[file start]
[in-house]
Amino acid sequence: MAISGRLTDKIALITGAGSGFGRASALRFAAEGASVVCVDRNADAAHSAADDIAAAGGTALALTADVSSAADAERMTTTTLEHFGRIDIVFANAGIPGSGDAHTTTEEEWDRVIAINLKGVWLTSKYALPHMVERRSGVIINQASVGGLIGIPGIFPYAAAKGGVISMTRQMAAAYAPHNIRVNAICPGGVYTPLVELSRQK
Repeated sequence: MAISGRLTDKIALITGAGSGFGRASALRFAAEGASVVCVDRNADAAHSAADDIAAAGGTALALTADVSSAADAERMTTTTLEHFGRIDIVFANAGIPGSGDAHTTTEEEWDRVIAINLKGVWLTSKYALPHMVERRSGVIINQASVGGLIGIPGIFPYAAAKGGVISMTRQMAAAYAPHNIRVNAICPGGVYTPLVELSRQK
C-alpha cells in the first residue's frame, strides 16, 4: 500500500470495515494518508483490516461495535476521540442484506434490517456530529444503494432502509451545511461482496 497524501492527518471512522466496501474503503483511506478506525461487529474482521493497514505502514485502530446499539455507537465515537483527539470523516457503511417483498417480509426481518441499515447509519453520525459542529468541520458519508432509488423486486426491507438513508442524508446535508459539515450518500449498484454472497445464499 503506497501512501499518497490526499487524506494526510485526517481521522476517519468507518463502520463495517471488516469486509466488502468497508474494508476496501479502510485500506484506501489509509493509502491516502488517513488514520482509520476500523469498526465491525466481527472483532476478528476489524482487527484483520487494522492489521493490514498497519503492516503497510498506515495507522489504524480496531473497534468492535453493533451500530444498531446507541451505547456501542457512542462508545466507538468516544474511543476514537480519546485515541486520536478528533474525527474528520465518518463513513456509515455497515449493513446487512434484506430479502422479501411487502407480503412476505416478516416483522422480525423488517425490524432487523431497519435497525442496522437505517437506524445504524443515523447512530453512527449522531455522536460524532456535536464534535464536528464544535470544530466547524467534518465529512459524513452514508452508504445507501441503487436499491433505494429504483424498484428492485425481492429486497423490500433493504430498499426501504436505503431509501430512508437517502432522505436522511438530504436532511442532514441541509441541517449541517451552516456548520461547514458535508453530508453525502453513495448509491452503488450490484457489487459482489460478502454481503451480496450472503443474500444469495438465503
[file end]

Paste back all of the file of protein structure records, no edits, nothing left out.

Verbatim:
[in-house]
Amino acid sequence: MAISGRLTDKIALITGAGSGFGRASALRFAAEGASVVCVDRNADAAHSAADDIAAAGGTALALTADVSSAADAERMTTTTLEHFGRIDIVFANAGIPGSGDAHTTTEEEWDRVIAINLKGVWLTSKYALPHMVERRSGVIINQASVGGLIGIPGIFPYAAAKGGVISMTRQMAAAYAPHNIRVNAICPGGVYTPLVELSRQK
Repeated sequence: MAISGRLTDKIALITGAGSGFGRASALRFAAEGASVVCVDRNADAAHSAADDIAAAGGTALALTADVSSAADAERMTTTTLEHFGRIDIVFANAGIPGSGDAHTTTEEEWDRVIAINLKGVWLTSKYALPHMVERRSGVIINQASVGGLIGIPGIFPYAAAKGGVISMTRQMAAAYAPHNIRVNAICPGGVYTPLVELSRQK
C-alpha cells in the first residue's frame, strides 16, 4: 500500500470495515494518508483490516461495535476521540442484506434490517456530529444503494432502509451545511461482496 497524501492527518471512522466496501474503503483511506478506525461487529474482521493497514505502514485502530446499539455507537465515537483527539470523516457503511417483498417480509426481518441499515447509519453520525459542529468541520458519508432509488423486486426491507438513508442524508446535508459539515450518500449498484454472497445464499 503506497501512501499518497490526499487524506494526510485526517481521522476517519468507518463502520463495517471488516469486509466488502468497508474494508476496501479502510485500506484506501489509509493509502491516502488517513488514520482509520476500523469498526465491525466481527472483532476478528476489524482487527484483520487494522492489521493490514498497519503492516503497510498506515495507522489504524480496531473497534468492535453493533451500530444498531446507541451505547456501542457512542462508545466507538468516544474511543476514537480519546485515541486520536478528533474525527474528520465518518463513513456509515455497515449493513446487512434484506430479502422479501411487502407480503412476505416478516416483522422480525423488517425490524432487523431497519435497525442496522437505517437506524445504524443515523447512530453512527449522531455522536460524532456535536464534535464536528464544535470544530466547524467534518465529512459524513452514508452508504445507501441503487436499491433505494429504483424498484428492485425481492429486497423490500433493504430498499426501504436505503431509501430512508437517502432522505436522511438530504436532511442532514441541509441541517449541517451552516456548520461547514458535508453530508453525502453513495448509491452503488450490484457489487459482489460478502454481503451480496450472503443474500444469495438465503